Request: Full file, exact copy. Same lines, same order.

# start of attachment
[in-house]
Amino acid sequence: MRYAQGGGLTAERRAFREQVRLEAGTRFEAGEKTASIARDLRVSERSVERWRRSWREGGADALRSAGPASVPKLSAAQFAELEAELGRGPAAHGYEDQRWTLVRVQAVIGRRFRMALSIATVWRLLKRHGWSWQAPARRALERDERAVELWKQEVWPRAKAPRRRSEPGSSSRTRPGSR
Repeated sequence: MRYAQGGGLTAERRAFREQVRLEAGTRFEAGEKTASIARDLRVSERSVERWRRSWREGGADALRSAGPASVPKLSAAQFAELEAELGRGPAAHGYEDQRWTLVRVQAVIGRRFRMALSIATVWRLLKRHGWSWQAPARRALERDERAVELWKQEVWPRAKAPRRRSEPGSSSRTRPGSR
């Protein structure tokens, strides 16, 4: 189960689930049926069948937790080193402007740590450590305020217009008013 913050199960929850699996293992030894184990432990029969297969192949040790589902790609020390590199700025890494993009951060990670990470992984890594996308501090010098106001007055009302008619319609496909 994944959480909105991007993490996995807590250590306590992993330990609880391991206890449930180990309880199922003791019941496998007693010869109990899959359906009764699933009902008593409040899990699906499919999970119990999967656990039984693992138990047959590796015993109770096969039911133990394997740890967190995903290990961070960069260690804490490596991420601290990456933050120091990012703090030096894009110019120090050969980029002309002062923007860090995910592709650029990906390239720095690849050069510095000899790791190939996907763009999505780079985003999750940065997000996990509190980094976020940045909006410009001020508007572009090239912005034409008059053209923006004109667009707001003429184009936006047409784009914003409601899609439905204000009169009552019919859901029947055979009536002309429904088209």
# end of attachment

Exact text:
[in-house]
Amino acid sequence: MRYAQGGGLTAERRAFREQVRLEAGTRFEAGEKTASIARDLRVSERSVERWRRSWREGGADALRSAGPASVPKLSAAQFAELEAELGRGPAAHGYEDQRWTLVRVQAVIGRRFRMALSIATVWRLLKRHGWSWQAPARRALERDERAVELWKQEVWPRAKAPRRRSEPGSSSRTRPGSR
Repeated sequence: MRYAQGGGLTAERRAFREQVRLEAGTRFEAGEKTASIARDLRVSERSVERWRRSWREGGADALRSAGPASVPKLSAAQFAELEAELGRGPAAHGYEDQRWTLVRVQAVIGRRFRMALSIATVWRLLKRHGWSWQAPARRALERDERAVELWKQEVWPRAKAPRRRSEPGSSSRTRPGSR
């Protein structure tokens, strides 16, 4: 189960689930049926069948937790080193402007740590450590305020217009008013 913050199960929850699996293992030894184990432990029969297969192949040790589902790609020390590199700025890494993009951060990670990470992984890594996308501090010098106001007055009302008619319609496909 994944959480909105991007993490996995807590250590306590992993330990609880391991206890449930180990309880199922003791019941496998007693010869109990899959359906009764699933009902008593409040899990699906499919999970119990999967656990039984693992138990047959590796015993109770096969039911133990394997740890967190995903290990961070960069260690804490490596991420601290990456933050120091990012703090030096894009110019120090050969980029002309002062923007860090995910592709650029990906390239720095690849050069510095000899790791190939996907763009999505780079985003999750940065997000996990509190980094976020940045909006410009001020508007572009090239912005034409008059053209923006004109667009707001003429184009936006047409784009914003409601899609439905204000009169009552019919859901029947055979009536002309429904088209």